Visit Your Local PBS Station PBS Home PBS Home Programs A-Z TV Schedules Watch Video Donate Shop PBS Search PBS
Rough Science Photo of the Rough Science cast
 Home | Death Valley | Scientists | Iain | Impact Diary - Day 3
Introduction
 
Series 4:
Death Valley
Rover
Communication
Spacesuit
Impact
Aerial Surveyor
Rocket
 
 
The Scientists
Director's Notes
Producer's Notes
Tune In
 
Series 1:
Mediterranean
Series 2:
Carriacou
Series 3:
New Zealand
 
About the Show
Discover More
Feedback
Site Map
 
spacer spacer spacer
Iain's Impact Diary Day 1 2 3

Day 3

Nope. No inspiration. Me, Kathy and Mike discuss the problem as soon as we get to the workshop. Mike is convinced that the up-scaling ought to work, and sets about mathematically justifying why it should. I’m just convinced that we don’t have anything better to throw at the problem. Kathy is busy being practical – laying out sheets of paper to graphically draw up the angles measured at the crater and work out its diameter. As we thought, the two measurements are quite different, one is 900 m and one is 1500 m. An average of 1200 m seems fine, but an error range of +/- 300 m looks pretty disappointing. For me and Kathy it’s OK – the crater wasn’t perfectly round so it won’t have a single diameter value anyway. I suspect Kate thinks we’re hedging our bets to hide sloppy field measurements, but Kathy stresses that it is just the way that scientists normally deal with natural variability and uncertainty. Kate nods, but the eyes say ‘sloppy, sloppy, sloppy…’.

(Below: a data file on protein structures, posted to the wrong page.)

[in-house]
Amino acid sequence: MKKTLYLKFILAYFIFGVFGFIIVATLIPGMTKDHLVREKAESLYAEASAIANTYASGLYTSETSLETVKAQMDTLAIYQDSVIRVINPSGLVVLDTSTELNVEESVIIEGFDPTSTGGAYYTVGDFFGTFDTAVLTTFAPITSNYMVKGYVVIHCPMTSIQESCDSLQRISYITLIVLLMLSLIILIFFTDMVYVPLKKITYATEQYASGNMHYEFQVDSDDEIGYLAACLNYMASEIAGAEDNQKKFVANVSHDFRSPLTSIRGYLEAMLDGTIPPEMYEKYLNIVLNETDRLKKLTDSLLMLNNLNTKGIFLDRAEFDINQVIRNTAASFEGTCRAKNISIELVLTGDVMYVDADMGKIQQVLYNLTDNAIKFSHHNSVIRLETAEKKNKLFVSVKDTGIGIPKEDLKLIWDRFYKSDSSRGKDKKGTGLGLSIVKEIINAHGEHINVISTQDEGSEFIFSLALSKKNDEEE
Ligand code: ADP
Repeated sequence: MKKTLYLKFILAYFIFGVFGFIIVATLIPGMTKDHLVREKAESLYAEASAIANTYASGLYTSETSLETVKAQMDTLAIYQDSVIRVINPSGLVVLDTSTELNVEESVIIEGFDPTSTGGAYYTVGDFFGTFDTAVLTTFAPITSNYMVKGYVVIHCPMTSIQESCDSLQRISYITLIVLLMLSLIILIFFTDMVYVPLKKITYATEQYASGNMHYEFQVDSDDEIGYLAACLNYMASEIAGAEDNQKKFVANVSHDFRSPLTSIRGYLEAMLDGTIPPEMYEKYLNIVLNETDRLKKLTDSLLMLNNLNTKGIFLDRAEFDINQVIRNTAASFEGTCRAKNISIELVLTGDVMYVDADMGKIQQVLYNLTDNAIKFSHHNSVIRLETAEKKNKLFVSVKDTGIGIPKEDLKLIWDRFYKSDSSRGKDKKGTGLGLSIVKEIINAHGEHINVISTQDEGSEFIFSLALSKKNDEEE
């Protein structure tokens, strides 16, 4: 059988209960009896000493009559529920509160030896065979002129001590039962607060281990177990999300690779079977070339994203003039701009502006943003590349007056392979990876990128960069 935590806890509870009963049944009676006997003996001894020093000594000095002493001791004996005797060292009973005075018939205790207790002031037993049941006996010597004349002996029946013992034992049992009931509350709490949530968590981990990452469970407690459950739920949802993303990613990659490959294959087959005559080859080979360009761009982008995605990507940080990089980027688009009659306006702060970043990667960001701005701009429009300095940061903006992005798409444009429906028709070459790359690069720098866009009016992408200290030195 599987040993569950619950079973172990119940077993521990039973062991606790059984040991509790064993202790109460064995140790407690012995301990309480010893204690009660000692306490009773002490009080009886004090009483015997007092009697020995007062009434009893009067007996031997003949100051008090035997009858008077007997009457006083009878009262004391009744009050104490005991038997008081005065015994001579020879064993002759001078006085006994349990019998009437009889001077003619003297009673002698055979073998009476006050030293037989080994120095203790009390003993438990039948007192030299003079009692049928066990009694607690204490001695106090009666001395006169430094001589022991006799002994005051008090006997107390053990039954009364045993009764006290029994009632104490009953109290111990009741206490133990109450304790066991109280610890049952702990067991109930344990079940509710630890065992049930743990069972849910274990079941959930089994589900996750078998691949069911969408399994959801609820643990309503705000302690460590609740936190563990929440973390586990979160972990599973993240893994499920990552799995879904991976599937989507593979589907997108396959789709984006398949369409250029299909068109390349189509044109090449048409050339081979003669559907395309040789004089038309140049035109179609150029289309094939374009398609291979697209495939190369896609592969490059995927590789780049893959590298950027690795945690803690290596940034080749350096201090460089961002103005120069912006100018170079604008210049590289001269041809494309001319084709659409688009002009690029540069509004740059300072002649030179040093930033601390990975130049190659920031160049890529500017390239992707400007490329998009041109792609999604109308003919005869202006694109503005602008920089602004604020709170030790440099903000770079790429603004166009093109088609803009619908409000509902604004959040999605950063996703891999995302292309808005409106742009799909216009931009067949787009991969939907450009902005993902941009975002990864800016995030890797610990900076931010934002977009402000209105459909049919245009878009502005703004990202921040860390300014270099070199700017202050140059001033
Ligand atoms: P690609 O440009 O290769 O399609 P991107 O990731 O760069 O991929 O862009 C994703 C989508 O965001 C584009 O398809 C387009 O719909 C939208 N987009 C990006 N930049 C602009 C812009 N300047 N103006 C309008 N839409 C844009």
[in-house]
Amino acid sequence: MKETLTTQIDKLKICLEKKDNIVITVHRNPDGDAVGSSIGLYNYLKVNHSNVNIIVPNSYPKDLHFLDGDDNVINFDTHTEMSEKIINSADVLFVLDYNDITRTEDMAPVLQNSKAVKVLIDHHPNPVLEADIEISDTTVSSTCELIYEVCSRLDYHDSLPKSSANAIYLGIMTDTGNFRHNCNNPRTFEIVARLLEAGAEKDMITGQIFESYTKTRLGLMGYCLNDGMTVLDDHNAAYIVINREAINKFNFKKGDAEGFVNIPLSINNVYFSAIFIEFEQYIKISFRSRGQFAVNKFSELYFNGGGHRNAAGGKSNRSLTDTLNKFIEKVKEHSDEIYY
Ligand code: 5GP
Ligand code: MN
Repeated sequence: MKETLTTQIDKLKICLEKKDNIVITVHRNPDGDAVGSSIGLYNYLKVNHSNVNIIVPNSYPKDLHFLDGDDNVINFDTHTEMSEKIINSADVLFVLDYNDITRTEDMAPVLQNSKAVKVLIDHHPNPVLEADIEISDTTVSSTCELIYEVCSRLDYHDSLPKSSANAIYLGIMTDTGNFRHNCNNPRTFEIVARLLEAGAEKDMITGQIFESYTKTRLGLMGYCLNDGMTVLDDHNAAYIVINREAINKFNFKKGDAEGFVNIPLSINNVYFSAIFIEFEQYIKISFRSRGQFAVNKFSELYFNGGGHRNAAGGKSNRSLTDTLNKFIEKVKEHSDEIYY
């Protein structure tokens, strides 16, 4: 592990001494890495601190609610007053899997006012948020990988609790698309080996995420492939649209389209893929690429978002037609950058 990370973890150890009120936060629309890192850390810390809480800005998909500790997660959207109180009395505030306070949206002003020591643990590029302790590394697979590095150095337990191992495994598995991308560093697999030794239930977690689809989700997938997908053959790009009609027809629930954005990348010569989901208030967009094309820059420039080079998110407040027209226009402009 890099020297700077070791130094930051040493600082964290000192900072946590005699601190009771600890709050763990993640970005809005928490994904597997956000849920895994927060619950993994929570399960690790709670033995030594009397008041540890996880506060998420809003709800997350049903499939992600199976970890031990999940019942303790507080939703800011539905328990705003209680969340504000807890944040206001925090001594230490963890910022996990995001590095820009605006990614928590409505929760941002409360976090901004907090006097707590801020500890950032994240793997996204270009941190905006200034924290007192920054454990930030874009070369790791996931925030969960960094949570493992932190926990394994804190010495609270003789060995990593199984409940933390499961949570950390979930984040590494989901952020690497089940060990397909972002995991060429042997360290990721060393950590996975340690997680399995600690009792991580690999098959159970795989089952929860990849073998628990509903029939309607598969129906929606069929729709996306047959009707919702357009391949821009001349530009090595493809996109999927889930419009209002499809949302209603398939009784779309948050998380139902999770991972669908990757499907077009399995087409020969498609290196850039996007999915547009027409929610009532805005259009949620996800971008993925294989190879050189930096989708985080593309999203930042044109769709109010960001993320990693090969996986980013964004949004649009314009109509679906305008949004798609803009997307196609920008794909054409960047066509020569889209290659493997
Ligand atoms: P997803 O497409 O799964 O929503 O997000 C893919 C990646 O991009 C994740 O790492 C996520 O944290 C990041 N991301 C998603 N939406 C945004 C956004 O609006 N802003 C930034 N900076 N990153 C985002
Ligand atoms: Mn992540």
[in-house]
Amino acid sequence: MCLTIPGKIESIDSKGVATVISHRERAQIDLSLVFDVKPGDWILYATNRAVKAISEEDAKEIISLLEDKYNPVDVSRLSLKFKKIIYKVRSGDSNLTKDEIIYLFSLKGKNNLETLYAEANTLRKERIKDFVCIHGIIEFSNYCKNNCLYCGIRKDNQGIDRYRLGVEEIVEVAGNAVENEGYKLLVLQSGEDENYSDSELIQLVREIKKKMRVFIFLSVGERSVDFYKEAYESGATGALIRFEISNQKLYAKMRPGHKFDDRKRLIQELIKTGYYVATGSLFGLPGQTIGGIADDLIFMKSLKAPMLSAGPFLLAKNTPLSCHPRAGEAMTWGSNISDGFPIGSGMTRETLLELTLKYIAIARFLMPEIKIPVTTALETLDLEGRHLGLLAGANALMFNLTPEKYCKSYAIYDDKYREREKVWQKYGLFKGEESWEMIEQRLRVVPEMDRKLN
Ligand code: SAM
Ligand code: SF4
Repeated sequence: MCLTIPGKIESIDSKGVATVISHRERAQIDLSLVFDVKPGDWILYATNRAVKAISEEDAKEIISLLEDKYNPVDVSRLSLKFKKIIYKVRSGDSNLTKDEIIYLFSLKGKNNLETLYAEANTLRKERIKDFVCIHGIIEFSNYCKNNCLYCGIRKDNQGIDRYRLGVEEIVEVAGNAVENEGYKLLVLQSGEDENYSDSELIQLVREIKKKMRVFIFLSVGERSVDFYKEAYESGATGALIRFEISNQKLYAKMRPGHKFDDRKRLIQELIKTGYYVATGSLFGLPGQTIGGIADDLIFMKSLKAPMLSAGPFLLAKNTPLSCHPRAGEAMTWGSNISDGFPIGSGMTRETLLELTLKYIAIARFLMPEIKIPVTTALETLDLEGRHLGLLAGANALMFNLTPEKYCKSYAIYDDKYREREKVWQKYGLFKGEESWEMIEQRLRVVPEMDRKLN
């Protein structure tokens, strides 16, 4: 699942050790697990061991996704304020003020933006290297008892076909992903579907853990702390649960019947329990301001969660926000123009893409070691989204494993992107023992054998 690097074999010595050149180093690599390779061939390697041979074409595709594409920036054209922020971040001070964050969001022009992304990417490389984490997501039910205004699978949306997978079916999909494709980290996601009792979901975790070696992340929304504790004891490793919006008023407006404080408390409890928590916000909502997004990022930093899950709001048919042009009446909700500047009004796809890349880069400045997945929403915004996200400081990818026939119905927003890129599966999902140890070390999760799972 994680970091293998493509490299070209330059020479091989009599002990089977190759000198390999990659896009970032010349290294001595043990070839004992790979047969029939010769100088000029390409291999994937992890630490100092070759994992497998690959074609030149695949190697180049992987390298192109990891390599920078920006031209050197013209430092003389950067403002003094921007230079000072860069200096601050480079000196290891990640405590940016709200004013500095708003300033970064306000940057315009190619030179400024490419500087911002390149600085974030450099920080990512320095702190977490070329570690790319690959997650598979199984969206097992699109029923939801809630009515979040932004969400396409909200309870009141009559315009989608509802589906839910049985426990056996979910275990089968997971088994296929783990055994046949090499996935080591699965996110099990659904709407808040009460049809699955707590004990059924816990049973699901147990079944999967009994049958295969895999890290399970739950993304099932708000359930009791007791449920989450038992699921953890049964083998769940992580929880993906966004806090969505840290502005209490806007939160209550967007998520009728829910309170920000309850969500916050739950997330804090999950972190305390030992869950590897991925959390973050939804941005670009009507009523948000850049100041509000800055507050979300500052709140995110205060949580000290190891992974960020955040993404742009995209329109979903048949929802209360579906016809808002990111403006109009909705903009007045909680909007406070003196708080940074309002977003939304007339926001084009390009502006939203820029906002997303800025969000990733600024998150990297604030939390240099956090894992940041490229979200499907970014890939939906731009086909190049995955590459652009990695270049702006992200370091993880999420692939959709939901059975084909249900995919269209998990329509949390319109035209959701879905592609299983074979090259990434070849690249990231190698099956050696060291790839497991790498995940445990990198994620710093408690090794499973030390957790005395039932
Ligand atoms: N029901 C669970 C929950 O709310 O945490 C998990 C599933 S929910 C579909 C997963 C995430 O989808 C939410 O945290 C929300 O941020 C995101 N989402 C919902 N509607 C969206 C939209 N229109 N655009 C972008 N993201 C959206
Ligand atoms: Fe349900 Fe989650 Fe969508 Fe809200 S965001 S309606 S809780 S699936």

Mike has convinced us that the linear plot of impact energy against crater size for the small measurements is worth extrapolating up to the size of our Meteor Crater. There’s loads of discussion about whether this might be a minimum estimate, given the explosive nature of the high velocity impacts. When Kate puts us on the spot, we go for a range. Now this is hedging our bets. The magical envelope reveals that Kathy’s spot on with diameter measurement – 1200 m. Amazingly – and I still can’t quite work out why – our estimate of the impact body being between 30 m and 100 m wide is also spot on; the scientific consensus says 50 m. It shouldn’t have worked, but it did. Exhilarated and drained, we find comfort in some beers and wait for night to fall.

Our bit is done, but the fun is just starting for Jonathan and Ellen. The telescope is working brilliantly, and we all can’t help but get involved as we get deeper into the night doing repeated measurements of the diameter of little Archimedes crater on the Moon. Under Ellen’s flickering lights, the effort pays off. Eventually, reluctantly, we pack up and head back - tired and happy.

 

< Previous

 

The edge of the crater
Scientist Diaries

All craters great and small - read the other team members' diaries as they attempt to measure the impact of impacts:

Ellen
Jonathan
Kathy
Mike